Numerous genetic mutations are linked to increased risk for breast cancer. Genetic testing can identify these mutations and guide patient management decisions. Over the past decade, multi-gene panel tests have gained traction in clinical settings. These evaluate up to 43 breast cancer-related genes, compared with limited BRCA 1 and BRCA2 (BRCA1/2) tests.
Prostate cancer is the second leading cancer cause of death in men. More than 1 in 8 men will be diagnosed with prostate cancer during their lifetimes. When men are diagnosed with prostate cancer, they will likely have many questions. Every September is Prostate Cancer Awareness Month. Its purpose is to help improve knowledge and understanding about this disease. This month, take time to learn about prostate cancer treatments.
In recent news, journalist Tom Brokaw discussed his personal journey with cancer in an interview on NBC’s Dateline. Brokaw was diagnosed in 2013 with multiple myeloma. This cancer often causes bone problems, including fractures of the spine. Brokaw’s battle with multiple myeloma began with spinal fractures, which were treated with kyphoplasty.
For 28 years, communities around the world have joined with the National Cancer Survivors Day to celebrate life. National Cancer Survivors Day is the first Sunday in June every year. It is aimed at increasing awareness around all of the challenges faced by cancer survivors everywhere.
The events held on National Cancer Survivors Day provide an opportunity for cancer survivors to not only connect with one another, but also with family, friends, patient advocates and health care professionals.
As the control center for all of the other organs in our body, the brain is a complex and not fully understood part of the human body. Cancerous brain tumors are relatively rare. However, being diagnosed with a brain tumor can be a scary experience. Take some time this May, Brain Tumor Awareness Month, to educate yourself about brain cancer.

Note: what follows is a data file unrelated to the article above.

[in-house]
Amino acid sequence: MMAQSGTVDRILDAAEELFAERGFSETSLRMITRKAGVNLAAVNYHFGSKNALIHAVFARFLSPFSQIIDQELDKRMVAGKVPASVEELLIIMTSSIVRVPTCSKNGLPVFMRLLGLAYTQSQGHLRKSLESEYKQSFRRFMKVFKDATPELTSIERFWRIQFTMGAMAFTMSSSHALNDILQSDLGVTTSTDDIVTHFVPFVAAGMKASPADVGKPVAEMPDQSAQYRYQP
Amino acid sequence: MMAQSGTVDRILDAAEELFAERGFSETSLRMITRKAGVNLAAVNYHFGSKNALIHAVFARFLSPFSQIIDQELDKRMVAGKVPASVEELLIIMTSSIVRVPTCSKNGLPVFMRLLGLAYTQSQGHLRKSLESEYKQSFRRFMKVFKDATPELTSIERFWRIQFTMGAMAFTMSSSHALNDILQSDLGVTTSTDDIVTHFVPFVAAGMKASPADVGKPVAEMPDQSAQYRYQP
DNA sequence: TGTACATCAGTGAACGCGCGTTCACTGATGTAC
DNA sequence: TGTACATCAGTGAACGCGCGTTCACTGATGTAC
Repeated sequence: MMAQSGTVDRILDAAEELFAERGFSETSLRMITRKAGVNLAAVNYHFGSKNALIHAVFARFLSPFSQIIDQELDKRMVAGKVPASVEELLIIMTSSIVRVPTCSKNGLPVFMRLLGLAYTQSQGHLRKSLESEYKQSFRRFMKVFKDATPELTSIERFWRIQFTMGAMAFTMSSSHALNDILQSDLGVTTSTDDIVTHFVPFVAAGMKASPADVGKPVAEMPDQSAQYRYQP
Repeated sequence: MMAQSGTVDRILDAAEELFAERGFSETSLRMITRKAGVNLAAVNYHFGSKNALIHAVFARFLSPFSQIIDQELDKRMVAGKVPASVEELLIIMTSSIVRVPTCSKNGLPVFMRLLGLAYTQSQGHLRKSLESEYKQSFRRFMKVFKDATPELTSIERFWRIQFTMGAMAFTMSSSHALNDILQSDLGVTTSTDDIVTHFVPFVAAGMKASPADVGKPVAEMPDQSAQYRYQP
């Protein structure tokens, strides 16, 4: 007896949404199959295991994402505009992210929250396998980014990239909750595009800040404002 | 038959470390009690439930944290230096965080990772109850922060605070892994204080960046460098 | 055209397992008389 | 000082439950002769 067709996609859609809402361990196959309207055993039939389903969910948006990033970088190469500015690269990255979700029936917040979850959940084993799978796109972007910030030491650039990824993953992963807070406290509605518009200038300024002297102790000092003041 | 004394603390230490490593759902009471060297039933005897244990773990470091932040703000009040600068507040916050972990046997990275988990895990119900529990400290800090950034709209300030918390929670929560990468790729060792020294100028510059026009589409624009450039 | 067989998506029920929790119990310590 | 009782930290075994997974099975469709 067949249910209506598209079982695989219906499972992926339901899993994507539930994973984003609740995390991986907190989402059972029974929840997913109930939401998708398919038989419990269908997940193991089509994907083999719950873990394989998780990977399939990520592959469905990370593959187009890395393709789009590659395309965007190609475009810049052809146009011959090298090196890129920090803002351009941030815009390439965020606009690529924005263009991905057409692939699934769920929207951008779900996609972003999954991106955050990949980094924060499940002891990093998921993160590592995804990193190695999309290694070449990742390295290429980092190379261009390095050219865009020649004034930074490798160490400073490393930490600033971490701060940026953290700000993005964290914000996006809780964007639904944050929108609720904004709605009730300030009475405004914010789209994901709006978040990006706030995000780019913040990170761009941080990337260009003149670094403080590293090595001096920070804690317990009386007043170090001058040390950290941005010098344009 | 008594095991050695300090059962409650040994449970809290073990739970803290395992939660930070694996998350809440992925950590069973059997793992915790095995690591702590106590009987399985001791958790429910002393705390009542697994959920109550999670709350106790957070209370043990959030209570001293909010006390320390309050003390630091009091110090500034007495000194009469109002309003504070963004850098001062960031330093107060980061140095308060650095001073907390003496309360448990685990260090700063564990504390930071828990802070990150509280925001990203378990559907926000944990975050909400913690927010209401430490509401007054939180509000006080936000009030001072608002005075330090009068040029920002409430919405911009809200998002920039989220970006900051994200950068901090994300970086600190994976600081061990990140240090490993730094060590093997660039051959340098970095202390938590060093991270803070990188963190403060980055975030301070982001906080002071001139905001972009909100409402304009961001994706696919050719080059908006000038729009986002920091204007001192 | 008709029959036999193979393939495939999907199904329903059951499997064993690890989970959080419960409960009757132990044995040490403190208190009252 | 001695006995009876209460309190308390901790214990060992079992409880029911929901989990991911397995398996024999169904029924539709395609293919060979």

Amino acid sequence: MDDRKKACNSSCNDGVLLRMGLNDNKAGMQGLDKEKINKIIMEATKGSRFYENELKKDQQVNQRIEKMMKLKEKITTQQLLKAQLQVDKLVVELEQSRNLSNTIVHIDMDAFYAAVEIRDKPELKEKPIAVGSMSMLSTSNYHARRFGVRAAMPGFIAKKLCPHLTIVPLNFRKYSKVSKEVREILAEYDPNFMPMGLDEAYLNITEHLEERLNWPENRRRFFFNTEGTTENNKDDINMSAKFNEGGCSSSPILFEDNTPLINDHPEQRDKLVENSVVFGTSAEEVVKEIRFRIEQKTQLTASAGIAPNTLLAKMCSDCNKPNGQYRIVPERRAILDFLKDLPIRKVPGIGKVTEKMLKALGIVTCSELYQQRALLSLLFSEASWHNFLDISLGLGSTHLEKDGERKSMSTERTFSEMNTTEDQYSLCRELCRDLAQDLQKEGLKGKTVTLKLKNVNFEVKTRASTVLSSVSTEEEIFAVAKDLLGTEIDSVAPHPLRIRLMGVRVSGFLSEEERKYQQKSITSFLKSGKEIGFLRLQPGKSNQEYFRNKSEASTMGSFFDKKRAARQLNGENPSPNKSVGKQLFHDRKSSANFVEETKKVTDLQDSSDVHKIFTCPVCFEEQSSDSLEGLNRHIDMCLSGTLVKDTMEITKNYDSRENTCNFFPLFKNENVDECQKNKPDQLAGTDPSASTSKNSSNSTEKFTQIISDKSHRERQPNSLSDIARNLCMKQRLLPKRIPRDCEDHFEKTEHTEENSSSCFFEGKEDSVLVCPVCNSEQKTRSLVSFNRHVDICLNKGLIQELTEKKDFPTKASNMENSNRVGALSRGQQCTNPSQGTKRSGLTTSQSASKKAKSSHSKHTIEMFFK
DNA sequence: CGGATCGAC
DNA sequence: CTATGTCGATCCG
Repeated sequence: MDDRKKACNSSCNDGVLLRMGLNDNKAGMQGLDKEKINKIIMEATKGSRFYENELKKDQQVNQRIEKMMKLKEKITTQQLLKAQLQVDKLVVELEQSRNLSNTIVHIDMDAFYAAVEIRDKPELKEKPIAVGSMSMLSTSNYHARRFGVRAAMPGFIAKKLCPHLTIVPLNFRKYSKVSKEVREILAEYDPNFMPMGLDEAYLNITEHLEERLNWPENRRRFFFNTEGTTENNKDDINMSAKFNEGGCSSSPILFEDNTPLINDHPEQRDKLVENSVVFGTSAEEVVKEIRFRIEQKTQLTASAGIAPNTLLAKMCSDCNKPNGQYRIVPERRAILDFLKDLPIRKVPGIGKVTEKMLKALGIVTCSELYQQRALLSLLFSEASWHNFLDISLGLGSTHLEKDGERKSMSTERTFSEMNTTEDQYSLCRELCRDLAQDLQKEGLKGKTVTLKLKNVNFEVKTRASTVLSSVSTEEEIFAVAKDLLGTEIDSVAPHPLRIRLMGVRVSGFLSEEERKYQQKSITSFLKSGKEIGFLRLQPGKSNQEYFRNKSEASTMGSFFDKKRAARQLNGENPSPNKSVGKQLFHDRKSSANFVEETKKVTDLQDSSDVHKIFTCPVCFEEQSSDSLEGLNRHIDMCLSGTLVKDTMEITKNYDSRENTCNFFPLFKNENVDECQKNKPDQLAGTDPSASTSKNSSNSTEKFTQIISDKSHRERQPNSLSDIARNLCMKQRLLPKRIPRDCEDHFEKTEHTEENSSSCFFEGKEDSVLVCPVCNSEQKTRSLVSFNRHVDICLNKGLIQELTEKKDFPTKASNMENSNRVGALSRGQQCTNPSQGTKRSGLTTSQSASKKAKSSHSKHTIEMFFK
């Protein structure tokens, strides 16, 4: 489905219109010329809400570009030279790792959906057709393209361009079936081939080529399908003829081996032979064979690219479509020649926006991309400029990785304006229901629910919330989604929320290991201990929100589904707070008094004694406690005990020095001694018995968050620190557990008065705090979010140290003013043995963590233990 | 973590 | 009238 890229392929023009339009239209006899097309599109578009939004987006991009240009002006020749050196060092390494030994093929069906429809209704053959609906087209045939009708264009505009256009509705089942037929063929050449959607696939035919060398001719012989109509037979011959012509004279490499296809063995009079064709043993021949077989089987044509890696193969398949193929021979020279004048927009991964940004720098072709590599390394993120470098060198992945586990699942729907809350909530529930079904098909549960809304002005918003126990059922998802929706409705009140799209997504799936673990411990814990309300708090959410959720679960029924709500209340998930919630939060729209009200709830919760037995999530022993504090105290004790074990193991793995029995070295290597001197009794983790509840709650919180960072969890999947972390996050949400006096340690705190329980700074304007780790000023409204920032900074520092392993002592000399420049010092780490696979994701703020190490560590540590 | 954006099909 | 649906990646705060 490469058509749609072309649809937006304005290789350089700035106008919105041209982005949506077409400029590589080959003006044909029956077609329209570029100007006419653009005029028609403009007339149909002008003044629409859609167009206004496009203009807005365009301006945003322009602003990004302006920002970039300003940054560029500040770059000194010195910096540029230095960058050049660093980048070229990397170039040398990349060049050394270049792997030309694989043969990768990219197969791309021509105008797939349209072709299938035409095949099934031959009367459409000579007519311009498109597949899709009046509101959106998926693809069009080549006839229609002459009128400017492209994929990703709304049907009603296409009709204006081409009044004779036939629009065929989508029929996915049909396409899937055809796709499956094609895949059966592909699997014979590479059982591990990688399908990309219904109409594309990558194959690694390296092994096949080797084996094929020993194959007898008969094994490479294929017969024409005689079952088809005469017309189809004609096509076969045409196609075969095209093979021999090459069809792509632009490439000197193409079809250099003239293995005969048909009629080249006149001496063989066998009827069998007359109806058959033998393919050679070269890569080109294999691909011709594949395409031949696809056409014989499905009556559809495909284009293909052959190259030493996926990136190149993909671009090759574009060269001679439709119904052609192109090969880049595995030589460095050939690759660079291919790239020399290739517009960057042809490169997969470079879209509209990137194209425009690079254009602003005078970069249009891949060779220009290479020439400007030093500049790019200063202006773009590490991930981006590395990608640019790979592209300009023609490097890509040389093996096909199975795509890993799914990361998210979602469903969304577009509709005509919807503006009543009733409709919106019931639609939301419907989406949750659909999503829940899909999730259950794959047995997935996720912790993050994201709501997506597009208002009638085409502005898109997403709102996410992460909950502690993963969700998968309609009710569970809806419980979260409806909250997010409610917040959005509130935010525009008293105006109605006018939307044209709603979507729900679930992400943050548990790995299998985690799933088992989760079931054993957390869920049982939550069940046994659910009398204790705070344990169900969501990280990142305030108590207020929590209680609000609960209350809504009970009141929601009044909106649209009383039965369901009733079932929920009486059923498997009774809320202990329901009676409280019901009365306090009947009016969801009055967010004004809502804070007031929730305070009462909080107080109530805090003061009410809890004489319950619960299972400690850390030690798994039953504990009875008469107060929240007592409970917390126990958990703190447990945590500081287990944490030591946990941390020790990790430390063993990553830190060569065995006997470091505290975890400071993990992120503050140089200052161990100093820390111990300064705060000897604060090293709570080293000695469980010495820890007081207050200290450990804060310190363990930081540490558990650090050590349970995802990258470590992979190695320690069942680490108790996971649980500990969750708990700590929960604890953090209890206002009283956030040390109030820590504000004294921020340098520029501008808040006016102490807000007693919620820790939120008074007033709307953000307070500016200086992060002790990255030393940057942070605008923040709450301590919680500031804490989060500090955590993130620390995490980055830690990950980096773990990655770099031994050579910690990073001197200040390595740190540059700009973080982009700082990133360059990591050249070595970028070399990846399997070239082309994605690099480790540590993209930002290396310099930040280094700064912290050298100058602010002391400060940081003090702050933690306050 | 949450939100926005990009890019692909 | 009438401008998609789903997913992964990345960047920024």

Numerous factors impact the possibility that a woman will be confronted with a diagnosis of breast cancer during her life. However, there are steps every woman can take to reduce her risk and promote overall health. This year, for National Women’s Health Week, we would like to share some of the steps you can take lower your risk of breast cancer.
Researchers have identified multiple risk factors that increase a woman’s chances for developing breast cancer.
Skin cancer is the most commonly diagnosed cancer in the United States. Melanoma, a type of skin cancer, makes up a small percentage of these, but it accounts for a majority of skin cancer deaths. Around 73,000 new cases of melanoma will be diagnosed in 2015, according to American Cancer Society estimates. To help promote awareness for Melanoma Monday, here are answers to some frequently asked questions about melanoma.
Men can be uncomfortable when talking about their health particularly when it comes to reproductive and testicular health. While it can be difficult to discuss, men should be vigilant about paying attention to the health of their testicles and communicating problems to their doctors.
Esophageal cancer is a relatively rare disease, but it is an aggressive and deadly form of cancer. Esophageal cancer accounts for approximately 1 percent of all cancers and it will kill an estimated 15,590 Americans in 2015, according to the American Cancer Society. Esophageal cancer is diagnosed in men three times more than in women.
Did you know that March is National Head and Neck Cancer Awareness Month? The term ‘head and neck cancers’ refers to a type of tumor that begins in areas in and around the mouth, throat and nose. Taking healthy steps to reduce risk can prevent many head and neck cancers. Take a moment to raise your awareness of head and neck cancers. More than 55,000 new cases of head and neck cancers will be diagnosed in 2015, according to American Cancer Society.